|1991||Carolina Skeletons||Junior Stoker||Television film|
|1993||It's Nothing Personal||Billy Archer||Television film|
|1994||Dead Man's Revenge||Payton McCay||Television film|
|1994||Amelia Earhart: The Final Flight||George Putnam||Television film|
|1995||A Mother's Prayer||John Walker||Television film|
|1995||Mrs. Munck||Patrick Leary||Television film|
|1999||Hard Time: The Premonition||Winston||Television film|
|2003||King of the Hill||Randy Strickland (voice)||Episode: "Boxing Luanne"|
|2003||Hard Ground||Nate Hutchinson||Television film|
|2006–2011||Big Love||Frank Harlow||29 episodes|
|2007||CSI: NY||Vet||Episode: "Boo"|
|2013||Pete's Christmas||Grandpa||Television film|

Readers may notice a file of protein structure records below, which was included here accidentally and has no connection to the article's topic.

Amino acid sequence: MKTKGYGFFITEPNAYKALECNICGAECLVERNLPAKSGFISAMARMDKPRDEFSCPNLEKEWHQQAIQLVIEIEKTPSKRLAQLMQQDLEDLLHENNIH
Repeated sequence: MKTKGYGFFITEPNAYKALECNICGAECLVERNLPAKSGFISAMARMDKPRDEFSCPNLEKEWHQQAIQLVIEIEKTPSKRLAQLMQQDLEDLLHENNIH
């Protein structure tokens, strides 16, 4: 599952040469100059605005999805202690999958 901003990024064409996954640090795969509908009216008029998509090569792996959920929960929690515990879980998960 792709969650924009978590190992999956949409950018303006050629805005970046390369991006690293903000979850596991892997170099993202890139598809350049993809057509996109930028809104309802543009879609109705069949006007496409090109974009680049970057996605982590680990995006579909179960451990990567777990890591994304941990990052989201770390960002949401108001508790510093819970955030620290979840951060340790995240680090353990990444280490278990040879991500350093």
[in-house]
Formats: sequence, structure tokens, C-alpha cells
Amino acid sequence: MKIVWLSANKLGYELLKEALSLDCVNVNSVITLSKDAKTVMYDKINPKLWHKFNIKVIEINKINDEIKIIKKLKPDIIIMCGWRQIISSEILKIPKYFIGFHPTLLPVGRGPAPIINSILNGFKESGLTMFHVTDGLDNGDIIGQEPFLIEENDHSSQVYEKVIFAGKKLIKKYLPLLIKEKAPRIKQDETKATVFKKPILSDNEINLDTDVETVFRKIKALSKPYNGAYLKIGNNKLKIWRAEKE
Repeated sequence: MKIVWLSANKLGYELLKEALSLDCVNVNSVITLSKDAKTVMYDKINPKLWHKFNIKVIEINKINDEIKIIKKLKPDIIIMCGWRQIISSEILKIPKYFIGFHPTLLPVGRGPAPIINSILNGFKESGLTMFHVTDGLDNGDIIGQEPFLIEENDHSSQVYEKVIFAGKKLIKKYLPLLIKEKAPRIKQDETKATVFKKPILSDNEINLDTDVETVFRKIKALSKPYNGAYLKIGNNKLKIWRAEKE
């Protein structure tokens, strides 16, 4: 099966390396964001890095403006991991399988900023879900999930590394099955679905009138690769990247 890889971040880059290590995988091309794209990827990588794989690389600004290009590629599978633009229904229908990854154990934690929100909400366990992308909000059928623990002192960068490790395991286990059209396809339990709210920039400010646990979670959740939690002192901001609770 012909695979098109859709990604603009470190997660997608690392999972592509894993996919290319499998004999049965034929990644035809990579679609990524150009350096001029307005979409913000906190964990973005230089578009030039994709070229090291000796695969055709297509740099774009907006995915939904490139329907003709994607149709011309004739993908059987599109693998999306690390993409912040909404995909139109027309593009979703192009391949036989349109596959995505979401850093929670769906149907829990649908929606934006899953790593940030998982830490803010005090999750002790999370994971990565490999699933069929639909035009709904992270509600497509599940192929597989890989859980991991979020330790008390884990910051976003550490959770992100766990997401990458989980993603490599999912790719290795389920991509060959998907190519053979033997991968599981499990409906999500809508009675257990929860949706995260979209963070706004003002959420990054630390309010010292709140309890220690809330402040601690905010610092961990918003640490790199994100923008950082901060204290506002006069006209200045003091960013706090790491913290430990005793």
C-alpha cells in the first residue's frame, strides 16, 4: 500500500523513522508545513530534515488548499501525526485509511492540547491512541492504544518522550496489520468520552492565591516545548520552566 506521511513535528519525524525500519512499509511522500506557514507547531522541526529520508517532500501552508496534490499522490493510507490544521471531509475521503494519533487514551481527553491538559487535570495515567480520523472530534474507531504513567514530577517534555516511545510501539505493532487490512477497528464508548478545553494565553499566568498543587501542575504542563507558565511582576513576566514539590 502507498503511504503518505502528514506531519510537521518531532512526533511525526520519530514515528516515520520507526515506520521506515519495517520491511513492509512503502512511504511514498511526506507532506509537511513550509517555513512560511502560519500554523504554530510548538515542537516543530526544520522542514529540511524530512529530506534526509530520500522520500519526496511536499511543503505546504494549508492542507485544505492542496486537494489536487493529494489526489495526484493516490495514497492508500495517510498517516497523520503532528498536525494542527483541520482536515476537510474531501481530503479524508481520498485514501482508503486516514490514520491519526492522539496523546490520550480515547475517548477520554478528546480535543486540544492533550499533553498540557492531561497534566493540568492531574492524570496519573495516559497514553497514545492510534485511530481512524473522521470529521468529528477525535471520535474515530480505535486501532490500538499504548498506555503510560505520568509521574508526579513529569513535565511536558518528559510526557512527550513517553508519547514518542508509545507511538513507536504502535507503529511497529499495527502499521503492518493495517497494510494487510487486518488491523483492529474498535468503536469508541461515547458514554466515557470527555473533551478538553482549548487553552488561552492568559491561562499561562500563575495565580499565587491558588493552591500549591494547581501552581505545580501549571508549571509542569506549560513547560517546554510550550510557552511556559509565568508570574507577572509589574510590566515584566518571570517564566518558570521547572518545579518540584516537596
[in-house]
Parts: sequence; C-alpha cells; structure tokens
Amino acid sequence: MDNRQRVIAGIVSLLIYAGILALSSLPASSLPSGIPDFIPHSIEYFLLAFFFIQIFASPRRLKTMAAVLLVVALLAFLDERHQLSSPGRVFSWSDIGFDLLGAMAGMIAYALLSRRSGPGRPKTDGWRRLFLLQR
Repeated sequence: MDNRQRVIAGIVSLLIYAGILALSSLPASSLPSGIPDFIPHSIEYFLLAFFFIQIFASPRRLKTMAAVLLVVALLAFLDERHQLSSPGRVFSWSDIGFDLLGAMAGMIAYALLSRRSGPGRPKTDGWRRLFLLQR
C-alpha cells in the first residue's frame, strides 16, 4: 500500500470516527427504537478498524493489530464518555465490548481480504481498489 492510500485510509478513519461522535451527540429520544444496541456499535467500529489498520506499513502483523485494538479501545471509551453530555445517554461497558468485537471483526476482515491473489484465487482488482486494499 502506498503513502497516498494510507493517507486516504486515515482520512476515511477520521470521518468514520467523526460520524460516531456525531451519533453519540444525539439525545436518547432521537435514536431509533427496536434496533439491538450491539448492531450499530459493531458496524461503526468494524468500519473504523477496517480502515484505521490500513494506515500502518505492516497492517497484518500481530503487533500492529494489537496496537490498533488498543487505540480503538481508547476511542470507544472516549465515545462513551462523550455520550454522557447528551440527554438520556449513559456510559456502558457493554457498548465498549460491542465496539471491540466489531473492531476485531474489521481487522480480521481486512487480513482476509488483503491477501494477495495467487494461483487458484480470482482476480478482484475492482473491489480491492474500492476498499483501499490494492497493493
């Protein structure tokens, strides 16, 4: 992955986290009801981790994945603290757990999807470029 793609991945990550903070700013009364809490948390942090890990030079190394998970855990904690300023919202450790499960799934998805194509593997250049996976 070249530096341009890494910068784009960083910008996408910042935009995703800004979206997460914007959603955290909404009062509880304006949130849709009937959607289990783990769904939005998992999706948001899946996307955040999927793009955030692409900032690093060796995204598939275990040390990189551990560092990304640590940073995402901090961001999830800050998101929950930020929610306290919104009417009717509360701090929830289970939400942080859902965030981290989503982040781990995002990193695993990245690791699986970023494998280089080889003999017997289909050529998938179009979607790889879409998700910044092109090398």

|2016||The Cowboy||Himself||Television series documentary, 2 episodes|
|2019||Black Monday||Rod "The Jammer" Jaminski||2 episodes|
|2019||Mr. Mercedes||John Rothstein||8 episodes|
|2020||Shadow Stalkers||The Director|
Awards and nominationsEdit
- "Bruce Dern's long run to 'Nebraska'".
- "AWARDS - Best Actor Award". Festival De Cannes.
- "Actor Bruce Dern | Interviews | Tavis Smiley". PBS. January 15, 2014. Retrieved May 29, 2016.
- "Bruce Dern Biography (1936-)". www.filmreference.com.
- "John Dern, 54, Utility Chief, Attorney, Dies".
- "Archived copy". Archived from the original on December 3, 2013. Retrieved November 30, 2013.CS1 maint: archived copy as title (link)
- "New Again: Bruce Dern – Page". Interview Magazine. Retrieved May 29, 2016.
- Borrelli, Christopher (November 11, 2013). "Bruce Dern's long run to 'Nebraska'". Chicago Tribune.
- "Bruce Dern shows a dangerous streak in 'Big Love'". Los Angeles Times. January 13, 2010.